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Album Review

A tasty trio date from this under-recognized pianist, accompanied by the fine rhythm tandem of J.F. Jenny-Clark and Daniel Humair. The album leaps into gear with the fiery "Guylene," a piece that finds Kuhn sounding like Hancock or Jarrett at their most aggressive, his bright tone cascading throughout. He has an innate lyricism that, in his softer moments, recalls Paul Bley. In fact, if criticism can be made, it's that Kuhn often sounds like pastiches of various players, although fine ones. It's a bit difficult to hear his own personality coming through. The longest cut, "Open de Trio," is apparently improvised and provides still more strong playing, the trio gradually working up a serious storm. Again, however, it sounds not dissimilar to recordings from other pianists from the mid-'60s on, straddling a mainstream, modal sound while venturing slightly into more dissonant territory. While Easy to Read is an enjoyable enough session, one wonders whether or not Kuhn had at this time found a really distinctive voice or whether it was his ample technique serving to keep him afloat.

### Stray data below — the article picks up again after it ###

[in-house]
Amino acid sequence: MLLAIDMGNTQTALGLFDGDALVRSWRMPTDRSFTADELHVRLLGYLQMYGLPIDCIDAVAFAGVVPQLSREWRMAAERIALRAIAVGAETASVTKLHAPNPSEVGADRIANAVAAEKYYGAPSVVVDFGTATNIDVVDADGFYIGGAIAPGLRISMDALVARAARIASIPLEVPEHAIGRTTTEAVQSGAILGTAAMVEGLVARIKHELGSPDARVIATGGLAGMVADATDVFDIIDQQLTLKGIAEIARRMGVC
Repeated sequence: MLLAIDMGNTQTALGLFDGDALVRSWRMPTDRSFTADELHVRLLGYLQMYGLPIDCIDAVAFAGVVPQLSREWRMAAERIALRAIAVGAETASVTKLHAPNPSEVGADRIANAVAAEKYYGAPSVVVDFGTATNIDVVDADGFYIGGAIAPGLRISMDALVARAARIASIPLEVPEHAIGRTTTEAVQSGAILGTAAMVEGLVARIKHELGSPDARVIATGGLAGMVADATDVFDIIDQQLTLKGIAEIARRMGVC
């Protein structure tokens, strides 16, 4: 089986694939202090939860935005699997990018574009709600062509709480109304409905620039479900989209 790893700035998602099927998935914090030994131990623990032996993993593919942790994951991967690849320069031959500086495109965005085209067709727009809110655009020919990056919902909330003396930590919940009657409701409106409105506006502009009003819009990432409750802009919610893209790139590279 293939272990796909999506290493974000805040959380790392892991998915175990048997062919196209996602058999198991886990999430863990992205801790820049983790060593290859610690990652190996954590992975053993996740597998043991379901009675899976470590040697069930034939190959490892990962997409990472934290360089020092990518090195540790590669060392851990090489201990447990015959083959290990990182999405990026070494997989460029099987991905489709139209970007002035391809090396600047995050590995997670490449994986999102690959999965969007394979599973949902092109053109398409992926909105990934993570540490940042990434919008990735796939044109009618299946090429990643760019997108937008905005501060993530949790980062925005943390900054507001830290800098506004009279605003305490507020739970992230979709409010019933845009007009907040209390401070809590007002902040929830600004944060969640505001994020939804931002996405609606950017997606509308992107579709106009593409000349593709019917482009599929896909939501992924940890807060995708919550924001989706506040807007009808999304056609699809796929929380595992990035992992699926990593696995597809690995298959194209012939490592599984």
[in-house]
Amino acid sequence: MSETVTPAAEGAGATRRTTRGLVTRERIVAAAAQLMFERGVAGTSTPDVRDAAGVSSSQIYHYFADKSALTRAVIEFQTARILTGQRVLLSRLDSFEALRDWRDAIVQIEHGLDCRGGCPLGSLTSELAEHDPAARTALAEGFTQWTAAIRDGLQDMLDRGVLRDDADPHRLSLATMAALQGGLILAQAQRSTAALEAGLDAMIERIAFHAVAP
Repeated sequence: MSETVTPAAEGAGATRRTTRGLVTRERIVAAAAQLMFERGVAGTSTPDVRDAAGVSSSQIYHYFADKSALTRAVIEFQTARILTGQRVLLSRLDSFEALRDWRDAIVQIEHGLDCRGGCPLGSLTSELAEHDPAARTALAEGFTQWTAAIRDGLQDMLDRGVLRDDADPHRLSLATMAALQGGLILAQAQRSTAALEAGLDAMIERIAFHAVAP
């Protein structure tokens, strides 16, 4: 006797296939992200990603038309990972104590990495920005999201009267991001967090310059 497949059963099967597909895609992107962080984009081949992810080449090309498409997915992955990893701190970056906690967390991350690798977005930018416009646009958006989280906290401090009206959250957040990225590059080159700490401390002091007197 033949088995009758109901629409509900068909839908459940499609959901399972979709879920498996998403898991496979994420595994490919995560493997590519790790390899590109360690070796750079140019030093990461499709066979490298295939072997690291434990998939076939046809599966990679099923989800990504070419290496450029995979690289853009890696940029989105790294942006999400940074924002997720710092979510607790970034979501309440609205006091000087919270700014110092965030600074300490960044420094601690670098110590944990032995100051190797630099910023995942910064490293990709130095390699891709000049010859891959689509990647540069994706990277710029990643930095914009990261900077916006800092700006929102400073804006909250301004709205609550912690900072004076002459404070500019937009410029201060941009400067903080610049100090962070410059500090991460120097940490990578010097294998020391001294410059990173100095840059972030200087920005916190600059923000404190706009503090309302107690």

Born: 23 May 1938 in Geneva, Switzerland

Genre: Jazz

Years Active: '60s, '70s, '80s, '90s, '00s

Blending power, elegance, and thoughtfulness, Swiss drummer Daniel Humair has worked with the best American and European jazz musicians. He quickly became a staple among European drummers, first in a bop style, then adopting the sophistication of West Coast drummers such as Shelly Manne and later absorbing Elvin Jones' influence. Despite an early but less than encouraging introduction to music, Humair only got interested in this art form when he reached 14 and heard a recording by Tommy Ladnier and...
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Easy to Read, Daniel Humair
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